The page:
Although there are many things about which there is disagreement, there can be no argument that water is necessary for life. Humanity’s probes into the cosmos strongly suggest that life can only exist in the presence of water. In all our travels, we have found just one place where life exists: and that place is our home planet.
There is a lot of water on Eaarth. About 70% of the surface is covered by the stuff. But, as with so many things, how one looks at it can make all the difference.
Most of the water is in the oceans. It’s salt water — and that’s toxic to beings such as us. We need fresh water to survive; and only a tiny fraction of all the water on our planet is in that form (the smallest of the three blue bubbles in the image above).
It’s surprising how much water is needed to provide us with all our stuff. For instance, it took several hundred pints of water to make the four pints of beer I had down t’pub last night.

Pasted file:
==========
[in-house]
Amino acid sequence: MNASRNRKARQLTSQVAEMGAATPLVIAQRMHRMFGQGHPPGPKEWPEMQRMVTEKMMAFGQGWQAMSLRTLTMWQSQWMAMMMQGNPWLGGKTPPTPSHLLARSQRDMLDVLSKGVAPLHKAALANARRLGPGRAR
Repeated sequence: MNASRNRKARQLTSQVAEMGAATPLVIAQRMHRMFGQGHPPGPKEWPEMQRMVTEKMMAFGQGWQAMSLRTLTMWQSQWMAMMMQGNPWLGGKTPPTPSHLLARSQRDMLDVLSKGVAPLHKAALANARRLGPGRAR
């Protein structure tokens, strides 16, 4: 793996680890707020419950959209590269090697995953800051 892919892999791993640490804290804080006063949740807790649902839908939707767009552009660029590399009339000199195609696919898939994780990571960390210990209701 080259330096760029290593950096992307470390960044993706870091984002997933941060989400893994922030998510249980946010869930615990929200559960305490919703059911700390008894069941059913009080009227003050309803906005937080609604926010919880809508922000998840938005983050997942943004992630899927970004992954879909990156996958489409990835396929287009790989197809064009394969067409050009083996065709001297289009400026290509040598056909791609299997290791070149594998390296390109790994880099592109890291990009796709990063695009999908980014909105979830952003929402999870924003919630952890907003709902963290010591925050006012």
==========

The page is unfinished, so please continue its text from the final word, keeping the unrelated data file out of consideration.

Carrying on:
Homo fatuus brutus is really, really good at taking natural resources from our planet and using it. We destroy whole mountains to get at the minerals below. We eradicate entire forests to cook the bitumen underneath for (a very poor EROEI) oil — and then argue the toss about whether we should build pipelines to shift the toxic stuff.
So here’s a thought: instead of discussing how we’re going to fund the additional flood defences needed by rising seas and increased precipitation (not to mention continuing to argue, in the face of all scientific evidence, whether anthropogenic climate change is causing this), and whittering on about the need for dredging (which wouldn’t work anyway)…
… why, instead, aren’t we considering how to capture all that additional fresh life-sustaining water the heavens will deliver in the future, totally free of charge, and then shipping it off where it’s needed?
Stupid question. One that would only make sense if we were capable of thinking holistically instead of parochially.